Herein is an analysis of KSA and UAE’s imports and exports across major categories. The data indicates key themes in food and fuels that will be the subject of parts three and four in this series.

J&A summarizes imports and exports into six major categories for MENA analysis

The nomenclature followed within these categories are based on World Customs Organization nomenclature and sector classifications for the harmonized system. Data was collected directly from publicly available World Bank systems.

The UAE and KSA Make up 50% of MENA’s Imports and Exports

  • The UAE and KSA are the most dominant players in MENA, accounting for over 50% of the region’s imports and exports.
  • Exports for the UAE, KSA, and the MENA region have steadily been increasing while imports have steadily decreased, suggesting increasing independence of MENA economies.

The UAE and KSA Are Relatively Equal When It Comes to Import Diversity

  • The UAE and KSA import goods and services in relatively equal proportions.
  • The UAE imports more than KSA by approximately 60%.
  • Both the UAE and KSA import and export transportation, machinery, and raw materials more than any other category.

KSA Dominates the Region’s Fuel Exports; the UAE Leads in Transportation Exports

  • KSA is by far the region’s leader in fuel exports, which serve as a major differentiator for the country and economy; there has been no year since 2015 where the UAE exported more fuels than KSA.
  • Fuel is less than 50% of UAE exports on average, while it makes up nearly 80% of KSA’s exports in any given year.
  • KSA’s second most common export is raw materials, accounting for approximately 10% of the kingdom’s exports.
The UAE and KSA are the most dominant players in the MENA economy. They account for the majority of imports and exports as well as most of the region’s economic activity. The UAE has been removing barriers to trade that are not tariff-related, such as allowing expedited customs and the use of technology to create more efficient government organizations. KSA has recently started opening trade policies that reflect UAE standards.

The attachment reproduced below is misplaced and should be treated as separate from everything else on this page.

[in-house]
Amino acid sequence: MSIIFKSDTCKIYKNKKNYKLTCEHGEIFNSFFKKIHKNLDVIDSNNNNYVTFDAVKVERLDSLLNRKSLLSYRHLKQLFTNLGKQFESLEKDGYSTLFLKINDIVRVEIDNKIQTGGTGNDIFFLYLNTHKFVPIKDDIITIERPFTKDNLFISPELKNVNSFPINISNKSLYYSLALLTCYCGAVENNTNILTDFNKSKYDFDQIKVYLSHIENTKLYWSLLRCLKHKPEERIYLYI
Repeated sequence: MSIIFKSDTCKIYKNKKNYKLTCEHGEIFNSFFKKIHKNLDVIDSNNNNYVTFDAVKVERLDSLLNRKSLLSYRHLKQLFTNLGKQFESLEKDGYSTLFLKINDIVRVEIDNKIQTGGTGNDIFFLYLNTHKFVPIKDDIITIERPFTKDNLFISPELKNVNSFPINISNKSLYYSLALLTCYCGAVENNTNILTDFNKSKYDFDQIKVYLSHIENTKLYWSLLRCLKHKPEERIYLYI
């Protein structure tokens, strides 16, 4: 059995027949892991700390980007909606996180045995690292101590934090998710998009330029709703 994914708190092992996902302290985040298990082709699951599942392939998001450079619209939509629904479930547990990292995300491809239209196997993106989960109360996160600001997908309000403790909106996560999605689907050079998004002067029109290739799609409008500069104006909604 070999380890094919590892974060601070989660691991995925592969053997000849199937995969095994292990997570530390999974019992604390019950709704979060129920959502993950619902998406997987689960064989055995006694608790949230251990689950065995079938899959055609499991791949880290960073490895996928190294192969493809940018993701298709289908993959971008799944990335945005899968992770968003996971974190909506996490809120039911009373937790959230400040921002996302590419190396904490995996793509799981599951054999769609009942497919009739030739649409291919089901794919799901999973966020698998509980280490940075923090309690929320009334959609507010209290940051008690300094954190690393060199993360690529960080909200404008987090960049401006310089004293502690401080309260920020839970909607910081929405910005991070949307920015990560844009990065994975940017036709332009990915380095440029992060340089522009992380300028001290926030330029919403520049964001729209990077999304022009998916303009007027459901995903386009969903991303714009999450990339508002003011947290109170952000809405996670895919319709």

Source: IAGS | The World Bank | IMF GCC Banking | IMF GCC Markets | IMF Trade and Foreign Investment | Saudi Arabia Vision 2030 | UAE Ministry of Finance

J&A Report: Regional Focus: Why Single-Origin Coffee Matters

J&A Report: Regional Focus: Why Single-Origin Coffee Matters

Specialty coffees have been on the rise for coffee connoisseurs. This trend has boosted general knowledge and enthusiasm for single-origin coffees. In this report, J&A briefly provides an introduction of single-origin coffee, outlines the differences in flavor profiles by region, compares single-origin with blended or mixed coffees, and lays out overall trends.

What Is Single-Origin Coffee?

Single-origin coffee comes from a single producer, crop, or region in one country. Single-origin coffee is often called single-farm, single-estate, single-malt, or single-vineyard coffee. Coffees that are not single-origin are blends, which include more than one single-origin coffee. Due to the one-time harvest in the year, single-origins are only available during specific times throughout the year.

Because tracing single-origin coffee leads to a single place, they have a distinct flavor based on the process from growth to processing of the region. Many factors influence flavors including botanical variety, soil, climate, altitude, and shade. Processing methods also vary by region and influence the final taste.

FIGURE 1: Coffee Flavor Profiles Along the Coffee Bean Belt

Single-Origins Versus Blends

Blends are a mix of two or more single-origin coffees from different regions. As such, the tastes vary, and the origin is not as distinguishable. Blends are more flexible in the market but cannot be sold at the same price or compete against single-origin coffees in niche markets. Blends are usually cheaper and found most commonly.

Single-Origins Coffee Taste

Single-origin coffees taste different than blends in the market. Light roasting single-origin coffee develops subtle aromas and distinct tasting notes. The body is more tea-like, and the flavors are fruity and citric rather than nutty or chocolaty.

Single-Origin Coffee Popularity

  • In the first half of 2019, the single-origin coffee market resulted in $182 million in grocery sales.
  • In 2020, these sales grew by 4%, outpacing the total premium coffee segment.
  • Among coffee drinkers between the ages of 25 and 49, 81% are willing to pay 10% more for single-origin coffees, incurring financial rewards for the many smallholder farmers who provide 80% of the world’s coffee beans.